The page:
When is your child with #Autism just being a “normal” kid?

Emmett, my 4 year old with Autism, seems to cycle through a few different stages before returning to where he started. 

When he was younger, he was afraid to do anything on his own, especially go potty.  As he got older, he moved past that and excited to do things all by himself. 

As even more time has gone by, we find ourselves back where we began.

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Emmett will not do anything by himself.

He won’t go potty by himself or even be on the second floor by himself. 

I’m a special needs parent and don’t know anything else. Is any of this “normal”? Do you folks see this type of reversion back to older behaviors in your ASD kids?

It’s sometimes really hard to know what’s “normal” and what’s something to be concerned with. 

When raising a child on the Autism spectrum, it seems as though every line is blurred and there are no definitives. It’s totally exhausting and confusing.

When is your ASD child, just being a “normal”  kid?


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About Rob Gorski

Father to 3 with Autism and husband to my best friend. Oh...and creator fo this blog. :-)

  


  • Donna says:

    My 41/2 year old cycles the same way between dependence and independence. It’s most notable when he uses the bathroom At daycare he goes alone fine, but when he is home, he really wants someone to “watch him just in case”. He is starting to get into fear of the closet or go into rooms by himself. I would say that what you are seeing looks like normail kid stuff, if you measure “normal” by my kid anyway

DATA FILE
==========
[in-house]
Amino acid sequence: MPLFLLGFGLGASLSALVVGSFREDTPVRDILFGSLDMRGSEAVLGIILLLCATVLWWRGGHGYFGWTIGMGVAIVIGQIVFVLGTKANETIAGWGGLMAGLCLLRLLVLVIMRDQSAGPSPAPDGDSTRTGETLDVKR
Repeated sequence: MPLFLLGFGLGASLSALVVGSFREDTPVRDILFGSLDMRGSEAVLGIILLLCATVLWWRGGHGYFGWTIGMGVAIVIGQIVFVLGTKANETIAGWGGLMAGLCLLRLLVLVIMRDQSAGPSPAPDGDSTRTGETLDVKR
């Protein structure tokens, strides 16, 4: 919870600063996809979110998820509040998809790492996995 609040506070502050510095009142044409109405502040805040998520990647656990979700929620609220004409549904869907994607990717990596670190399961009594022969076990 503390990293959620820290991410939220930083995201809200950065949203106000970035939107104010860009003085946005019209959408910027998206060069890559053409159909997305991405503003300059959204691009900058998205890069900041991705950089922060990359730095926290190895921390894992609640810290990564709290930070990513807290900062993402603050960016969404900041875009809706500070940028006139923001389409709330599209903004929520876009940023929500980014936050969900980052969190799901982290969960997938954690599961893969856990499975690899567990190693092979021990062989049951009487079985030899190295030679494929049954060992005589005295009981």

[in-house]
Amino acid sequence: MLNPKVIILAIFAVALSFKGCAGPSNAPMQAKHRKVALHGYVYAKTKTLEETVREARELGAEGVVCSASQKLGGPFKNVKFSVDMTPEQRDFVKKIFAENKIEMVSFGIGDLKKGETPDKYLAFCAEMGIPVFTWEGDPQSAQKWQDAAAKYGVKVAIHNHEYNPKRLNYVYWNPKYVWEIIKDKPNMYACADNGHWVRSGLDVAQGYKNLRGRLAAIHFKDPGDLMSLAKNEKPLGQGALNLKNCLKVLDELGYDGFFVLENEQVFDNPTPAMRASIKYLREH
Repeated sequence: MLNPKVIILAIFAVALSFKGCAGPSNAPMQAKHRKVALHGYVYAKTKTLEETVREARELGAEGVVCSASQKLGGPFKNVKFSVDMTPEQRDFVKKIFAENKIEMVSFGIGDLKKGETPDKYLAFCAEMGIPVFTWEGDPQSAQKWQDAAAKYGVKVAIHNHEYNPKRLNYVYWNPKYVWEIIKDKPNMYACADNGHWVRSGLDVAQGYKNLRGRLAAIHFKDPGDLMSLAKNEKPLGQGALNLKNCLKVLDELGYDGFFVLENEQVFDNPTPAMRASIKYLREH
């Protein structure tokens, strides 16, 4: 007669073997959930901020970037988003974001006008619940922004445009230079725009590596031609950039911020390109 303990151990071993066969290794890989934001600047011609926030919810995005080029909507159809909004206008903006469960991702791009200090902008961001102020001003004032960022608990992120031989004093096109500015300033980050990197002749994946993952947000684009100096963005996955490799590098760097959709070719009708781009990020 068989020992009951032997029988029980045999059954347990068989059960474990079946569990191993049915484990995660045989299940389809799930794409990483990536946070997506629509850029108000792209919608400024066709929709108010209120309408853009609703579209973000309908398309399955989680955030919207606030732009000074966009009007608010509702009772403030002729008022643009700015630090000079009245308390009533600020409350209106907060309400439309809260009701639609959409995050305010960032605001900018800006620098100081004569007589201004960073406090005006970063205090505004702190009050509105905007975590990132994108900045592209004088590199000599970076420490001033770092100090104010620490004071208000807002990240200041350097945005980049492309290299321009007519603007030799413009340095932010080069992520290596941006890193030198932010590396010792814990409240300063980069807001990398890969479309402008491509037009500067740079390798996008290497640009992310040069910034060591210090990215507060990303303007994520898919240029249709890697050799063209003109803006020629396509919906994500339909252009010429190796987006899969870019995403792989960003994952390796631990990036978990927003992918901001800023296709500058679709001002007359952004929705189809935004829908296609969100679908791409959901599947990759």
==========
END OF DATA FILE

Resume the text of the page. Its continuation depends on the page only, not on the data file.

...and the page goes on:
• Jenn50 says:

    My oldest two of my three kids are neurotypical, so I have an easier yardstick for what “normal kid stuff” looks like. I still have to constantly remind myself that if you took the autism away, you’d still be left with a child who is sometimes bratty, whiny or mischievous. I try to look at my daughter and think, “Did her brothers do this? How would I react if she weren’t autistic? How close to that can I realistically go?” Because I think I tend to let her away with too much, feeling as though she can’t help it, or that she deserves a break because she’s got a really tough life. But in reality, she CAN manage with being held to a higher standard than she has been, and her life and future (and frankly, the rest of the family) will be MUCH better off if we don’t coddle her, and we DO push her to do better. If I know she’s capable but isn’t completing a task for some reason, I push her hard. If she gets frustrated enough, sometimes it helps her to force words out, and then I may get some insight into her reluctance. If it’s clear she just can’t do it, I’ll offer support, but I try to make sure it’s the barest minimum needed to get past the roadblock. A little bit of regression tends to happen even with NT kids, but autistic kids tend to dig in more, and be more stubborn. When my NT boys tried that, I’d remind them that being a big boy has not only responsibilities, but privileges too, and that being too little to go potty alone means you’re also too little to watch certain movies, play certain computer games, and means an earlier bedtime. It usually works. It’s hard for me to know if it would work with Emmett, since I don’t know if his communication skills are adequate to explain this to him.

  • michel72 says:

    I don’t know…A few years ago I was taking my girl to OT. My father was “bitching” at me as I was walking out the door with her (he was watching my oldest) about how it’s just play. ugh. I got in the car and as I drove to her therapy place I just cried. I just wanted to know what it was like to have a normal child. My oldest had a global delay but thanks to EC preschool she is ok now. But I have spent the better part of the last 4 years going back and forth to therapists. There is not a day in the last 3 years that Autism isn’t on my brain. again…I don’t know what’s normal..